The 1970s and 1980s were the golden age of Myanmar’s comic market. In the 1980s, one of the main driving forces for comics was the failure of the socialist economic plan.  According to the socialist policies, films were a luxury item, and thus rare. Since the country could no longer import films, and could not make movies, cartoons and comics began to take on an even more significant role. This was the time when numerous masterpieces of the Burmese comic industry were published. Comic books began to include many more pages for each issue, and their audience expanded beyond children and young people to include adults searching for entertainment. Love stories and science fiction books were published as comics and graphic novels, and some adults began collecting them.

At this point, one of the most remarkable shifts in Myanmar’s comic and cartoon history took place. During the socialist era, Myanmar’s economic situation was so bad that average wage-earners were unable to afford books. The public’s desire to read, however, remained very strong. In addition, the government’s oppression of intellectuals was stronger than ever before. As a result, lending libraries opened on almost every corner in Yangon. From morning to evening these shops were filled with comic books, newspapers and magazines, all of which – with the exception of two major government newspapers - were primarily from private collections as such works were banned. Beyond the city streets, comic book rentals would come aboard from every train station, carrying baskets full of books. Readers could borrow these comic books very cheaply at the beginning of their journey, read them on the train, and return them when they arrived at their final station.

In hospitals, men roamed the halls carrying their mobile comic rental baskets, offering entertainment for patients and staff alike. Even in the public toilets you could find comic book rental stations. Cartoons and comics were thus the main source of entertainment for the people until 1988. Some well-known artists such as Ko Ko Maung, Myeik Win Htein, and Wathone produced their masterpieces at this time.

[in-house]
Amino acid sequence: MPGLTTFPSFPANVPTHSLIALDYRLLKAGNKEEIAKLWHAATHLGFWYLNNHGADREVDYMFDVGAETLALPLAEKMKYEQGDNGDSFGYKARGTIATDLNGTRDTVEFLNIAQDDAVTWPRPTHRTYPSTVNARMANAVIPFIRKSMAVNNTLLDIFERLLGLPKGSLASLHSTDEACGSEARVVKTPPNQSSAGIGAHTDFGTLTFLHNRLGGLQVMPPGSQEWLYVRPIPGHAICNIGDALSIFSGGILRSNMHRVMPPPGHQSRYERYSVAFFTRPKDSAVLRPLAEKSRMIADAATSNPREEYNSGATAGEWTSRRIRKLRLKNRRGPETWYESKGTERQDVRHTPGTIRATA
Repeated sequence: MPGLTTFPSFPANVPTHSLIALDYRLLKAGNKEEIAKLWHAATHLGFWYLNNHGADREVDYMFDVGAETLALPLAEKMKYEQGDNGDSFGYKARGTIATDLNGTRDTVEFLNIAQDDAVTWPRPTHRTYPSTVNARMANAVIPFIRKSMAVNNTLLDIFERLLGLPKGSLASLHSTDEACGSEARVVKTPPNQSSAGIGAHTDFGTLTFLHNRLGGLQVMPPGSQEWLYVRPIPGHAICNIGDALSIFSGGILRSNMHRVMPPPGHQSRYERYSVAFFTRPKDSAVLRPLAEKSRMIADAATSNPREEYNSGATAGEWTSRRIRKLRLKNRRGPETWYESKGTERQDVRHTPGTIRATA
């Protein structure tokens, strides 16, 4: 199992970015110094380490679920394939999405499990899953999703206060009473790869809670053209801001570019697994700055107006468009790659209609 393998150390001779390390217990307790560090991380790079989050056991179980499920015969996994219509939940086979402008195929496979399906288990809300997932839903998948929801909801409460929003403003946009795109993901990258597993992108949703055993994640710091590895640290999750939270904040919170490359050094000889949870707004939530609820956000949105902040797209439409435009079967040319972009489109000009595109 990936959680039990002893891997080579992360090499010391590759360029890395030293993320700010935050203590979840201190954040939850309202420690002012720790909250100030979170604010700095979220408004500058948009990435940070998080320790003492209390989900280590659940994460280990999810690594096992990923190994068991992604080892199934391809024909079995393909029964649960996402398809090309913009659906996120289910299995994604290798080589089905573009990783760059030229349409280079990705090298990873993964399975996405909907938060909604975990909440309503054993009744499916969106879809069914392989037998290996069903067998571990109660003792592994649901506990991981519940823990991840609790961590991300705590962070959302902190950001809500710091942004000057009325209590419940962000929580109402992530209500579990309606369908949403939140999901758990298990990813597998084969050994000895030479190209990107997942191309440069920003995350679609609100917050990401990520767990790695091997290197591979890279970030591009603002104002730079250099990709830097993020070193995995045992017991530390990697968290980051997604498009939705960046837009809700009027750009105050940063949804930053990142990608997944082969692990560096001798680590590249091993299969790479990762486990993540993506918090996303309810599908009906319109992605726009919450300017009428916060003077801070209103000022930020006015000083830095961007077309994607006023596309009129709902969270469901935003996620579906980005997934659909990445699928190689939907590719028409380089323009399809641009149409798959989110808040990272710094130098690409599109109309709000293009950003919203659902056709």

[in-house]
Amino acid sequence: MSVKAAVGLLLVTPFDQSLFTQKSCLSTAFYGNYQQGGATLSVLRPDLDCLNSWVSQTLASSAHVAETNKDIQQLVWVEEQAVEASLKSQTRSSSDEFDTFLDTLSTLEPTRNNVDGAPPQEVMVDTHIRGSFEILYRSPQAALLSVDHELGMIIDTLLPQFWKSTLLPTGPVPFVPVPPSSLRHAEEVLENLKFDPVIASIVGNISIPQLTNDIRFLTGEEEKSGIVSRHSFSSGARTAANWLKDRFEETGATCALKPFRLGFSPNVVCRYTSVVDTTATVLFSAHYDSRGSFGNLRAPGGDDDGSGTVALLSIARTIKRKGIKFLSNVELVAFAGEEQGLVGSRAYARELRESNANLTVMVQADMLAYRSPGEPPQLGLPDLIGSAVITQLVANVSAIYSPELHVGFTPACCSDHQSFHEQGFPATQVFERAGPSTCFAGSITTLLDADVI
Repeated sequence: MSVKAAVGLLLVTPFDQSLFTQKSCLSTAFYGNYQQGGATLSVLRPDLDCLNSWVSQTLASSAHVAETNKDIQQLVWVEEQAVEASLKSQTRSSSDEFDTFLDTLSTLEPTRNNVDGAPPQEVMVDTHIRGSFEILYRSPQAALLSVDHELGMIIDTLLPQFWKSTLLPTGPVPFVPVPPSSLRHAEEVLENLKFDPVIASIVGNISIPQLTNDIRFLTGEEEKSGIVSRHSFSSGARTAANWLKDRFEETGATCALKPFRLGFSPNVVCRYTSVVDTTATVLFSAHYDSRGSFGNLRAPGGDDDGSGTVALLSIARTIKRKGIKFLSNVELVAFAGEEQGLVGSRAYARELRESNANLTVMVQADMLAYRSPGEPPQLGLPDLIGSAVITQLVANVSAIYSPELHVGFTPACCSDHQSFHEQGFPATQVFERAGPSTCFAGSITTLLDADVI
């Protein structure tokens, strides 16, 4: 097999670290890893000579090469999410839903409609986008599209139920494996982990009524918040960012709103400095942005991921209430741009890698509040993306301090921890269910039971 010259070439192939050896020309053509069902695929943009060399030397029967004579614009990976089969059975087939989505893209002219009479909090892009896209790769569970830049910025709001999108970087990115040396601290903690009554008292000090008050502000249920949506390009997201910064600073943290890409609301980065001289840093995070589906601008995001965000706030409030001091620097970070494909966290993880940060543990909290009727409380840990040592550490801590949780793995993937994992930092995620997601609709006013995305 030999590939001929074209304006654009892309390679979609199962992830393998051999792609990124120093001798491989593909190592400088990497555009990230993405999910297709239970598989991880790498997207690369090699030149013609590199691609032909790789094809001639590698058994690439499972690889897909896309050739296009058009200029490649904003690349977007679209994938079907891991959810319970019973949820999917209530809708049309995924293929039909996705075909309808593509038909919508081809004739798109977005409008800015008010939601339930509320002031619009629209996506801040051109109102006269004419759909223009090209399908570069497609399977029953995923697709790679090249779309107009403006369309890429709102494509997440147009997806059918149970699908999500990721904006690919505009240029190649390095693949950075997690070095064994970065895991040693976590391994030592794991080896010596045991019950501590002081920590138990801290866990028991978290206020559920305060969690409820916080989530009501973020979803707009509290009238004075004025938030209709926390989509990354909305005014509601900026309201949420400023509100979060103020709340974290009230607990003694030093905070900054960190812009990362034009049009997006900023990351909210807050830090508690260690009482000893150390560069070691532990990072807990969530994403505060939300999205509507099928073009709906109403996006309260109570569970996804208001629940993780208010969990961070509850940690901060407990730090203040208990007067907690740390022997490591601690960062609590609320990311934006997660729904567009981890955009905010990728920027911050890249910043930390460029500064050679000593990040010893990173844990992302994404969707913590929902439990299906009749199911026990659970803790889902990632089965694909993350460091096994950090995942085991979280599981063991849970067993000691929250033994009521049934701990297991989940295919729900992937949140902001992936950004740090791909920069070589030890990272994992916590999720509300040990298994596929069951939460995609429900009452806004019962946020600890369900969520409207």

In the early 1990s, comic artists, like other intellectuals, were actively engaged in politics, and as a result, many had to leave the country. This left the comic scene much weaker than before. Nonetheless, a number of famous comics were introduced to the public including, for example, one by Myine Yazar Tutpi which featured a hunter whose actions were always wrong and who could never hit his target.

Despite all efforts, the cartoon and comic business deteriorated, and comics became a story-telling technique of the past. Publication occurred only in small journals.  Comic books became less and less authentic, and individual comic artists with their unique styles gave way to work from comic factories. All comics and cartoons began to look the same.

From the early 1990s, the video and TV market emerged in Myanmar, leaving the book and cartoon publications with even fewer resources and readers. At the start of the millennium, the comic market began to slowly die out and this remains the case today. Only a few comic groups continued their work: Myine Yazar Tutpi, Bo Bo, Mi Main Lay, Lay Mon Htway Mon, as well as a very few magazines.

Myanmar’s political changes and trial-and-error economy have created a situation that, for cartoonists and comics, is best described by a traditional Burmese saying: their efforts are like “drawing on water”— always fading, always fleeting.